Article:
The thirties were the very early days in my life. My mother would take us up to Greathill where we would sit and have a picnic, not a lot to eat but a chance to play in the fresh air. We were all very happy together. Sometimes we might see a skylark rising above us singing away. We used to try to find the nest but never did. My mother would tell me the skylark took off well away from its nest. Barton was also where Squire Brown's house was, a large place where we had an outing day from the church, it would be at Easter time and the helpers would hide chocolate eggs for us children to find. I remember that you had to have six stars for attendance on Sundays to be allowed on the trip.
The Greathill I talked about was the high part of Torquay, that was where we could look right over the fields to the sea, not many houses then to cloud our view. Further down was Coakers farm, now only a road sign to mark it by. Walk along Moor Lane, Farmer Ching lived in a cottage, he had an orchard, yes, we would shin up the trees and fill our shirts with apples and run off when we heard the dog barking. All us locals knew of the greenpond that collected water from the springs that fed it. Sometimes moorhens would nest there, and sometimes it would freeze over and we would skate about like kids do. Does anyone remember Mary Pinkham? Her house is still there. Church Road is where Brunel had a chapel built, Stoneman the builders turned the building into two dwellings in 1947?, I'm not quite sure about the date. I lived in Barton village for some years, quite a lot of history in the village. I think Upcott, the house opposite us, was once a pub. The quarry at the back of us was worked by a Mr Gillard whose son Harry was an architect and was a friend of mine. A little further up the road Sharhams lived, I believe the house was once a post office. There is much more to say but perhaps I have said enough.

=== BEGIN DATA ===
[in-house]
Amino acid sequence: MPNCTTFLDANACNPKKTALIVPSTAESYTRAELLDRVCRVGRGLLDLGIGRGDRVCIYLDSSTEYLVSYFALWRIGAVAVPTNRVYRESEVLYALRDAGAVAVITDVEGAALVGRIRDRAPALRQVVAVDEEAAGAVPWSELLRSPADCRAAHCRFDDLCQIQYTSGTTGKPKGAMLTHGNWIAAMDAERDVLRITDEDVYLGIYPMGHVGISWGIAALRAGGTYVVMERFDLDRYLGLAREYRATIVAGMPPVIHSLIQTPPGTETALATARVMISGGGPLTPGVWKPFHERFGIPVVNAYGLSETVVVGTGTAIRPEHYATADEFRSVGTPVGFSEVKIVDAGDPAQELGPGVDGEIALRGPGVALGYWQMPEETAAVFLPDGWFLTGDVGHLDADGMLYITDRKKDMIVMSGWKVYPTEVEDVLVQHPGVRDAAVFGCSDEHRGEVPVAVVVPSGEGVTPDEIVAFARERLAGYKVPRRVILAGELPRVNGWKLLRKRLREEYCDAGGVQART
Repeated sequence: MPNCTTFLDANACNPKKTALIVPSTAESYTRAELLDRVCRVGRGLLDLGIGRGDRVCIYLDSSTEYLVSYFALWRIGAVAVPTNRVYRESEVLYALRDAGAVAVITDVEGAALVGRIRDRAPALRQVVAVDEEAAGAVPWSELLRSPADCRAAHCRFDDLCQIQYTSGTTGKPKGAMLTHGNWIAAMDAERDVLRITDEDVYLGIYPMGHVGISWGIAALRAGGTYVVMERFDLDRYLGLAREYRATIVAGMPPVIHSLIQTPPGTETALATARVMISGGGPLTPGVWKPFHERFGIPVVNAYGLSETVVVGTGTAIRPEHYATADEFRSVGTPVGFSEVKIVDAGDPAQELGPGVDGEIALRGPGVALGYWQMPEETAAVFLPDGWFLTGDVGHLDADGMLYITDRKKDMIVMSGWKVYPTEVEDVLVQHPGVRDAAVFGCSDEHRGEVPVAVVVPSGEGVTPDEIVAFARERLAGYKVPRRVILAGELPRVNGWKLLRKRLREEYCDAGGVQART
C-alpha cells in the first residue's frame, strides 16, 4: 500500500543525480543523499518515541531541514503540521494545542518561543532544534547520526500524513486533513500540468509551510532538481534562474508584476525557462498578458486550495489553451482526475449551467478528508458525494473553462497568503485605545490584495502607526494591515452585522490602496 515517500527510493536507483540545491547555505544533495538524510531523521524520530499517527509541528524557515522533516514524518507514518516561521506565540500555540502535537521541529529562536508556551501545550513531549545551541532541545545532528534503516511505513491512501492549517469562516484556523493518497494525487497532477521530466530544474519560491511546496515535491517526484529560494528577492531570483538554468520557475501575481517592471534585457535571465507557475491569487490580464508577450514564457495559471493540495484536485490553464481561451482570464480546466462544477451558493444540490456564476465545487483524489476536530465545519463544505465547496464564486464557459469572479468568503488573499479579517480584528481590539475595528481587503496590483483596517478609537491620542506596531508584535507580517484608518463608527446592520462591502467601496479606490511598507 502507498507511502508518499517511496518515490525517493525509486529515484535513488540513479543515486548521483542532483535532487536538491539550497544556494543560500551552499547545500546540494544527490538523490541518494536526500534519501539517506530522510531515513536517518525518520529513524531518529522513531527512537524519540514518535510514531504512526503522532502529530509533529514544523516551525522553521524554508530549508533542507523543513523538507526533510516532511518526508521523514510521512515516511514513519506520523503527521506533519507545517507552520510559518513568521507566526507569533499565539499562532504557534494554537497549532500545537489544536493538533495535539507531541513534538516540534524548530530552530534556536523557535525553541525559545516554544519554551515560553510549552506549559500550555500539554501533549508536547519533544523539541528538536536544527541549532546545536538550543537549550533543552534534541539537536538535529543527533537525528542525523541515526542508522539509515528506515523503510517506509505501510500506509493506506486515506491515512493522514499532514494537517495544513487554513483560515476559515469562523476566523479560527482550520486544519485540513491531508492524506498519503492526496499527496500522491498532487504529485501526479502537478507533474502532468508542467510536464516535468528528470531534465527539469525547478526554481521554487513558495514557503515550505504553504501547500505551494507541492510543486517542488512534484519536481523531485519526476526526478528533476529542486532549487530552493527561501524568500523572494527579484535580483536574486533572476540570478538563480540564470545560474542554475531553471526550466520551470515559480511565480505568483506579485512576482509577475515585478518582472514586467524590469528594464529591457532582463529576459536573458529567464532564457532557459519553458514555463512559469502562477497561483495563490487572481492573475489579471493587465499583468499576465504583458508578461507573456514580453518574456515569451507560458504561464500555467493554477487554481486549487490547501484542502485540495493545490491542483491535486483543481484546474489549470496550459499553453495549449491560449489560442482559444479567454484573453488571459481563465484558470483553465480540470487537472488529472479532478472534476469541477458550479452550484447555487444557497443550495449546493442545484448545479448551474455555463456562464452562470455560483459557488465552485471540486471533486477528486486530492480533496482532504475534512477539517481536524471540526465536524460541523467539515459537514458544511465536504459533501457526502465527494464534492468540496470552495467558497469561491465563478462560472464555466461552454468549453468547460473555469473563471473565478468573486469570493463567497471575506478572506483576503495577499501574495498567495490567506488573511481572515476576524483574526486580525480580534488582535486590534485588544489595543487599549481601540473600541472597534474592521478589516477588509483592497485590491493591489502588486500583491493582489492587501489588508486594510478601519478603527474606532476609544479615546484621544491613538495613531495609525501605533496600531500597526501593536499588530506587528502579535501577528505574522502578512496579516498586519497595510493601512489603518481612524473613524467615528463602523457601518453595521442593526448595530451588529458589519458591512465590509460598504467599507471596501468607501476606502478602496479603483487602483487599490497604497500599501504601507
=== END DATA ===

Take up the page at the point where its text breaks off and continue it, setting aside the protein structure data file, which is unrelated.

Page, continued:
MR Eric harwood.
A memory shared byon Feb 11th, 2009.
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